The question at the end of the headline

“…They don’t believe that they are able to tell the truth without a question mark.” – Jon Lovett

I started my liberal indoctrination listening to Pod Save America a few months ago.

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Reviewing HST and the 2016 and 1972 campaign trails

Freak power, or something.
Freak power, or something.

For years Hunter S. Thompson fans have told me how great “Fear and Loathing: On the Campaign Trail ‘72” is. With the presidential campaign in full swing I figured it would be a great read, but after finally finishing it, I am totally disappointed.

I’ve never been “heavily” into politics, but I assumed by picking up the book maybe I’d get a better sense for the topic. Maybe I’d get a better sense of HST himself. Maybe I got both. But in any case, the book was a total snooze, which sucks because I love HST.

I actually bought the book in 2010 while in Iraq. When I wasn’t bumping down a dirt road in Salah al-Din province I was reading packages of books that I purchased on Amazon. Since then I had been pulling “Campaign Trail” off the shelf, reading the opening chapter’s description of the Pennsylvania Turnpike and thumbing through Ralph Steadman’s erratic illustrations, only to tuck the book back on the shelf again.

This is a frequent issue for books I’m told I need to read, but have no serious interest in. (It took me years before I had the guts to finish “Lord Jim.”)

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‘The Last Magazine’ a corporate drama about journalism


Danger looming, the momentum building up, an epic fall approaches. The knives are unsheathed, incisors sharpened, and enemies and targets of his scorn in the past are making phone calls, remarks on television, coming out of the media landscape, electronic specters with Rolodexes and grudges and access to editors, nudging the story along.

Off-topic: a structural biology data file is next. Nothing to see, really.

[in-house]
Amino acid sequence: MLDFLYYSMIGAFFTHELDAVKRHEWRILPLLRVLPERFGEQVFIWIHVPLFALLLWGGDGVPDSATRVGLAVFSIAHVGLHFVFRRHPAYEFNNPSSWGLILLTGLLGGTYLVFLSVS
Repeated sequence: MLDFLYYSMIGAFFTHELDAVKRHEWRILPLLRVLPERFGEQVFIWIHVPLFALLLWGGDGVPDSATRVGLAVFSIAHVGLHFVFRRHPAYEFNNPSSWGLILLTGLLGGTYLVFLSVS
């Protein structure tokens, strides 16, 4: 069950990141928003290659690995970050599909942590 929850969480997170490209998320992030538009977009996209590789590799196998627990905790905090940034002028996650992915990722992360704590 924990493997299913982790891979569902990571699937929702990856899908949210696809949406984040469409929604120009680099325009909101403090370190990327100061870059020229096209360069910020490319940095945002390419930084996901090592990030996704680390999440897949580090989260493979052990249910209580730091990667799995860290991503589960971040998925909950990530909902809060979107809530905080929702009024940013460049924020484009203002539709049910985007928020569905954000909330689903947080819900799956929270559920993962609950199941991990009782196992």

“The Last Magazine” has certainly made me reexamine my role in journalism. As a growing journalist and writer, the novel has been a bit of a wakeup call. I love the pressure of the newsroom, but this book has made me wonder: is it worth it?

Michael Hasting’s novel, which he claims is pure fiction, is a corporate drama about the death of conventional journalism and the rise of the Internet, as seen through a young intern’s eyes (plus a lot of sex and a lot of substance abuse). In the story we read about two journalists: veteran foreign correspondent and addict A.E. Peoria and the intern, Hasting’s himself, as they build their careers at a publication simply dubbed The Magazine.

The novel contrasts the life of Peoria with the elitist society of big league editors and publishers at The Magazine. As The Magazine’s editors scramble for top positions and salaries they leave Peoria to fend for himself. His only rock is his career, and it’s slipping.  Meanwhile the new journalism – the “now journalism” – erupts in the blogosphere. The very foundation of journalism – paper – begins to shift to the digitized world.

Ten years after Hasting’s story finishes I find myself in a time where web content and “now” media are the dominant media. For me, journalism is one way to pursue a career as a writer. Though the job market may be bleak, “The Last Magazine” is a reminder that the opportunities go beyond The Magazine. Not to mention the story is raunchy, smutty, cynical, humorous and very well written.